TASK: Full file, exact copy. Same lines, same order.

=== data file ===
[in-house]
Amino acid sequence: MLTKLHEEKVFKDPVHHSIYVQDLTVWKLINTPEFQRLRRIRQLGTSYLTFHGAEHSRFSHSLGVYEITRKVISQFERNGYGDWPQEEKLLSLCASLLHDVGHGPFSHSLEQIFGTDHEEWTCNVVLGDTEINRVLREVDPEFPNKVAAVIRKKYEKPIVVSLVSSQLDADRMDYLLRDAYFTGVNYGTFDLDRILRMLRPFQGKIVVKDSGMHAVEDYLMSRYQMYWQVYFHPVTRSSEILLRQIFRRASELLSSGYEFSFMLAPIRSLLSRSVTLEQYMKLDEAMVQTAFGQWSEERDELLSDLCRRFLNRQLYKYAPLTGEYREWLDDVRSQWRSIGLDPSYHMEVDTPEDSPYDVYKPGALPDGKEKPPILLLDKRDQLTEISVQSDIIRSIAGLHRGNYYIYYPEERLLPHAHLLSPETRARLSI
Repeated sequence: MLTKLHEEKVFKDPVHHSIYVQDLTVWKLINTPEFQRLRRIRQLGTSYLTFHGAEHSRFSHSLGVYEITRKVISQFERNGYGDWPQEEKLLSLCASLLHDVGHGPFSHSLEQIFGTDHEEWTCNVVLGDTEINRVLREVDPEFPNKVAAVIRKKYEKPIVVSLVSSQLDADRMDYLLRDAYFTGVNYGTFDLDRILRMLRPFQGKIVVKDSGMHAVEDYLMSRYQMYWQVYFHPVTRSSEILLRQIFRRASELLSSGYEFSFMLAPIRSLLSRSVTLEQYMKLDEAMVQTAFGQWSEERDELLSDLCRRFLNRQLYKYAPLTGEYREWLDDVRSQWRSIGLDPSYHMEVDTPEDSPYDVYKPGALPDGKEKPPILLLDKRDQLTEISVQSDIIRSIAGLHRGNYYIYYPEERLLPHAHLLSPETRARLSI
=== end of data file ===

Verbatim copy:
[in-house]
Amino acid sequence: MLTKLHEEKVFKDPVHHSIYVQDLTVWKLINTPEFQRLRRIRQLGTSYLTFHGAEHSRFSHSLGVYEITRKVISQFERNGYGDWPQEEKLLSLCASLLHDVGHGPFSHSLEQIFGTDHEEWTCNVVLGDTEINRVLREVDPEFPNKVAAVIRKKYEKPIVVSLVSSQLDADRMDYLLRDAYFTGVNYGTFDLDRILRMLRPFQGKIVVKDSGMHAVEDYLMSRYQMYWQVYFHPVTRSSEILLRQIFRRASELLSSGYEFSFMLAPIRSLLSRSVTLEQYMKLDEAMVQTAFGQWSEERDELLSDLCRRFLNRQLYKYAPLTGEYREWLDDVRSQWRSIGLDPSYHMEVDTPEDSPYDVYKPGALPDGKEKPPILLLDKRDQLTEISVQSDIIRSIAGLHRGNYYIYYPEERLLPHAHLLSPETRARLSI
Repeated sequence: MLTKLHEEKVFKDPVHHSIYVQDLTVWKLINTPEFQRLRRIRQLGTSYLTFHGAEHSRFSHSLGVYEITRKVISQFERNGYGDWPQEEKLLSLCASLLHDVGHGPFSHSLEQIFGTDHEEWTCNVVLGDTEINRVLREVDPEFPNKVAAVIRKKYEKPIVVSLVSSQLDADRMDYLLRDAYFTGVNYGTFDLDRILRMLRPFQGKIVVKDSGMHAVEDYLMSRYQMYWQVYFHPVTRSSEILLRQIFRRASELLSSGYEFSFMLAPIRSLLSRSVTLEQYMKLDEAMVQTAFGQWSEERDELLSDLCRRFLNRQLYKYAPLTGEYREWLDDVRSQWRSIGLDPSYHMEVDTPEDSPYDVYKPGALPDGKEKPPILLLDKRDQLTEISVQSDIIRSIAGLHRGNYYIYYPEERLLPHAHLLSPETRARLSI